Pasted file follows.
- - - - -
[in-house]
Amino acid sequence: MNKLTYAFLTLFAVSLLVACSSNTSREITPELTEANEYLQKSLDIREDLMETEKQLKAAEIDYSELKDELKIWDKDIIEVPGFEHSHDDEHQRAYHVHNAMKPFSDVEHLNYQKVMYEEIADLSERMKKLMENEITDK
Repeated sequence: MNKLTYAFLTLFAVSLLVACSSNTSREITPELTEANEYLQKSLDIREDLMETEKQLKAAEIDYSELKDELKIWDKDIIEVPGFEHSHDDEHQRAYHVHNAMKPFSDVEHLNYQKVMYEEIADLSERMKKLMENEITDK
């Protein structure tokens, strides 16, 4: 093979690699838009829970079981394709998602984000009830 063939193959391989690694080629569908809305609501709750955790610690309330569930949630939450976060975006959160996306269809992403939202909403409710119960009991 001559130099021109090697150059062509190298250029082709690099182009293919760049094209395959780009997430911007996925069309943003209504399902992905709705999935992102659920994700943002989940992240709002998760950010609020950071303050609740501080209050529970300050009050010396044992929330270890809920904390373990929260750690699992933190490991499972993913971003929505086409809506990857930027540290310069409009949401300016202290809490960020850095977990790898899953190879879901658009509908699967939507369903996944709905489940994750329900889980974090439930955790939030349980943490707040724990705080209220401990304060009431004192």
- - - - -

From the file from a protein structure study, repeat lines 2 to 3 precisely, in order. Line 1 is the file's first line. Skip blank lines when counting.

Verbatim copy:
Amino acid sequence: MNKLTYAFLTLFAVSLLVACSSNTSREITPELTEANEYLQKSLDIREDLMETEKQLKAAEIDYSELKDELKIWDKDIIEVPGFEHSHDDEHQRAYHVHNAMKPFSDVEHLNYQKVMYEEIADLSERMKKLMENEITDK
Repeated sequence: MNKLTYAFLTLFAVSLLVACSSNTSREITPELTEANEYLQKSLDIREDLMETEKQLKAAEIDYSELKDELKIWDKDIIEVPGFEHSHDDEHQRAYHVHNAMKPFSDVEHLNYQKVMYEEIADLSERMKKLMENEITDK